False Solomon's seal

Shown here is False Solomon's-seal, Smilacina racemosa. This fellow has delicate alternate-leafed plants that do well in in partial-shade to shady areas, but tend to flop over if not using a tree for support. It develops pyramidal clusters of small blooms that turn into little round red berries a little smaller than BBs. This is a slow grower but hardy; my wife planted a specimen about 17 years ago in a difficult shady area and it returns every spring. It is easily confused with its namesake, Solomon's-seal, or Polygonatum biflorum, which is a member of the lily family found naturally in most counties of Illinois and featured in the Botanic Gardens Native Plant Garden, and approved for Illinois highway landscaping by the Federal Highway Administration. "Regular" Solomon's-Seal is distinguishable only by the flowers, fragile little tubes of pale color that appear for a few weeks in spring, and aren't the main attraction. This perennial does not spread much, but is considered disease-resistant and rugged.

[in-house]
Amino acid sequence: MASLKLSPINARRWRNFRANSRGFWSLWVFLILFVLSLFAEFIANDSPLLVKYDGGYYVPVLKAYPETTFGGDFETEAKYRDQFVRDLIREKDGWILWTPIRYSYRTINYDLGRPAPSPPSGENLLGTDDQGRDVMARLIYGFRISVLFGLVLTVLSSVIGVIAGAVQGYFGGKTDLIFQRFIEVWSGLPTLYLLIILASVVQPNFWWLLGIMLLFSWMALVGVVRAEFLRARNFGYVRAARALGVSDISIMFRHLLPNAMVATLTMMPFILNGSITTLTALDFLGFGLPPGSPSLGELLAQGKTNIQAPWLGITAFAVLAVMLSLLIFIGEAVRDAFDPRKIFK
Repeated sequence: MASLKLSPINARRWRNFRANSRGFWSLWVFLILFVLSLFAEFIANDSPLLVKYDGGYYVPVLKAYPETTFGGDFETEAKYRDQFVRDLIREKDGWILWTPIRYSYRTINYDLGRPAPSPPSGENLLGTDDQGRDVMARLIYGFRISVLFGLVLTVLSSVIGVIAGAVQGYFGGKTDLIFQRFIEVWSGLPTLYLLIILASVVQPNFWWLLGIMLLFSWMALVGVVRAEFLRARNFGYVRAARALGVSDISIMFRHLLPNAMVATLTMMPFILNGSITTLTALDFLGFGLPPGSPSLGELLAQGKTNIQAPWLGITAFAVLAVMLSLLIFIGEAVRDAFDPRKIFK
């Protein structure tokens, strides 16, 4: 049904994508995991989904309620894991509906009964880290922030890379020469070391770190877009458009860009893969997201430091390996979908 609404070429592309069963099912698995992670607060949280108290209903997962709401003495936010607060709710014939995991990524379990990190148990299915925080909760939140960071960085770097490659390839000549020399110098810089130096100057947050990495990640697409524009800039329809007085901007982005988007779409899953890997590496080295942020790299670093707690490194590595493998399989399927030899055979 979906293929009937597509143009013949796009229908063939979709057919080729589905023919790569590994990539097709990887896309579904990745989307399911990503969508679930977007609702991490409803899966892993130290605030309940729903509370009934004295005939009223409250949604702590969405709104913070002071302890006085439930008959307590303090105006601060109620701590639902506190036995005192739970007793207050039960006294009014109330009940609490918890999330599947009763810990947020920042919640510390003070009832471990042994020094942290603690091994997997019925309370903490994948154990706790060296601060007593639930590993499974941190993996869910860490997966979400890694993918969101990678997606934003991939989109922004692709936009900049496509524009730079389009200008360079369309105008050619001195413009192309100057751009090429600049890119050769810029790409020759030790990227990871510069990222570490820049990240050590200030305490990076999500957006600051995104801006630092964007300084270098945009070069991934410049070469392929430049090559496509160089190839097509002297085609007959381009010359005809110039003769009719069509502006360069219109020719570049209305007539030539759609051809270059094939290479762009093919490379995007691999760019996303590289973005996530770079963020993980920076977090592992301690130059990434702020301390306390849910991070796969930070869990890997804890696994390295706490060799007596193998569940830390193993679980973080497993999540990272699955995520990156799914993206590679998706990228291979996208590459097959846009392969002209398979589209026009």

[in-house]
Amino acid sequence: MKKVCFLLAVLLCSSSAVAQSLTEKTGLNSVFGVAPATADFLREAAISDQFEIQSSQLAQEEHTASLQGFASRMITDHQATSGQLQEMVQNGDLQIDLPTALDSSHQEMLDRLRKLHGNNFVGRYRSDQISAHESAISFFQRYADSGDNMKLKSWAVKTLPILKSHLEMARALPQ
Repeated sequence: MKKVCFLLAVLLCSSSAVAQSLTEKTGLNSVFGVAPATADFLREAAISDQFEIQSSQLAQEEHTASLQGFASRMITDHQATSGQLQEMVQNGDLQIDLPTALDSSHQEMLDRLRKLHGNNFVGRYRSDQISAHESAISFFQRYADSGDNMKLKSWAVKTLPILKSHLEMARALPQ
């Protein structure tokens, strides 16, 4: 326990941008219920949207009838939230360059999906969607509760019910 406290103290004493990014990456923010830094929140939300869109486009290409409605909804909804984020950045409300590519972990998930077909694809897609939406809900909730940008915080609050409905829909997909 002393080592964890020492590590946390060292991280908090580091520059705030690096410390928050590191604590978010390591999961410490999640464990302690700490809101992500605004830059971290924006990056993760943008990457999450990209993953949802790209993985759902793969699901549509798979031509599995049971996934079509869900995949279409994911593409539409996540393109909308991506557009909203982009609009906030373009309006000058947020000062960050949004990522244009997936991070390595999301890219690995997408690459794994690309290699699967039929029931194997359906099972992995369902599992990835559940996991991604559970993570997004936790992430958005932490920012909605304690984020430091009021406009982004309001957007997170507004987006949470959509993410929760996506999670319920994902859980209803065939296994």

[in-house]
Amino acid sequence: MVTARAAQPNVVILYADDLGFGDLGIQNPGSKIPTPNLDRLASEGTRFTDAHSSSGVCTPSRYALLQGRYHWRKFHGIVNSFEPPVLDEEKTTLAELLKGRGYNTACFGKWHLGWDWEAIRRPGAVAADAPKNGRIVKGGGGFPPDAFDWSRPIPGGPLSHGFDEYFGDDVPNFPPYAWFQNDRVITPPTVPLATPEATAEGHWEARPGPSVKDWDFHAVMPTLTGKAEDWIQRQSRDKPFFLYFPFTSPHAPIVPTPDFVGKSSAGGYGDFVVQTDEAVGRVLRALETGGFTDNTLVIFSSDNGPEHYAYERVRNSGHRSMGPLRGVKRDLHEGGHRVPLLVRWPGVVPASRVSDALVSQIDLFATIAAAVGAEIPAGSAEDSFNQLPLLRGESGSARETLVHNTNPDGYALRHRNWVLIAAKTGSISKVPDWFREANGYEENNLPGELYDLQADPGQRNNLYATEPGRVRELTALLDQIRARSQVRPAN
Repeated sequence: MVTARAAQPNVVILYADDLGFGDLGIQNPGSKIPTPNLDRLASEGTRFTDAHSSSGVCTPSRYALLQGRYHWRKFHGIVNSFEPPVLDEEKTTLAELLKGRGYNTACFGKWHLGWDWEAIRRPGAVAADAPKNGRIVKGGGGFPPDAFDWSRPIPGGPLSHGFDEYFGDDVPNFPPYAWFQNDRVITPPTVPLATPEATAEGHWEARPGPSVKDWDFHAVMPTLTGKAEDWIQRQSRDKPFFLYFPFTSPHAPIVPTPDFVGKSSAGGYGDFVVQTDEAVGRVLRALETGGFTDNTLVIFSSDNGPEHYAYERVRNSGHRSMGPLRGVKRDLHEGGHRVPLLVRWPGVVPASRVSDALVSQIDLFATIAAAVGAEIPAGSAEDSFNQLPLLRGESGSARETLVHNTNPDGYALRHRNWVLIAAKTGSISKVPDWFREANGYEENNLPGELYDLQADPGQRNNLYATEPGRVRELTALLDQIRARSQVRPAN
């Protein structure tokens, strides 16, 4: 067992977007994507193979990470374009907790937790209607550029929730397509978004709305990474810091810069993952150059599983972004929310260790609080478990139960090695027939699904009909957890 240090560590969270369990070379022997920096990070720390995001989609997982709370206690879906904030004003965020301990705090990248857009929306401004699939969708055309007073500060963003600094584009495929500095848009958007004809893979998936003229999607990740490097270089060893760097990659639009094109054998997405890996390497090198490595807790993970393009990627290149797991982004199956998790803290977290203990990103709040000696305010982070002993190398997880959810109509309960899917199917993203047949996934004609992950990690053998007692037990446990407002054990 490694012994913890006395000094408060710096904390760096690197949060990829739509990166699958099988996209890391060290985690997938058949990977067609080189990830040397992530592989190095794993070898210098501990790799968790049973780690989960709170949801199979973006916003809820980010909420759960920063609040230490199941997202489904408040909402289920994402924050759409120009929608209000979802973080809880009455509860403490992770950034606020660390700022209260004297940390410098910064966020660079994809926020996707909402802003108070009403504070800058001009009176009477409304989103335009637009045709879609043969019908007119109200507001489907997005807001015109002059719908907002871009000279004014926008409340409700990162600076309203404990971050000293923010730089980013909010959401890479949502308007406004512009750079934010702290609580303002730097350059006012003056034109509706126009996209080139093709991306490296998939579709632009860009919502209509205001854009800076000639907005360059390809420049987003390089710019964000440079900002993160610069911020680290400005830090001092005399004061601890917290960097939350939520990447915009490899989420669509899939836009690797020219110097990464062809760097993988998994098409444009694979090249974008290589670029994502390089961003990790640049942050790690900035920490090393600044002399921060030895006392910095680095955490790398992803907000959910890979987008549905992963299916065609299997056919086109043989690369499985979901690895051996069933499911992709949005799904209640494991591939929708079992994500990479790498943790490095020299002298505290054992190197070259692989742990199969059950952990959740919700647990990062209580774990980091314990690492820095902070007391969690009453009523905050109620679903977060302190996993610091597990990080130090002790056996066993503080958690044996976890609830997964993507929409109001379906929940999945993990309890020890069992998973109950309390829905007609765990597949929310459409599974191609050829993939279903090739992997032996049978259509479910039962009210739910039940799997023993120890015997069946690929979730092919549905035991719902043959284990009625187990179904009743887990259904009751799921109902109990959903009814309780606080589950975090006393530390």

Click here to read Gardening With Native Plants in Shady Evanston, which has more species and pictures.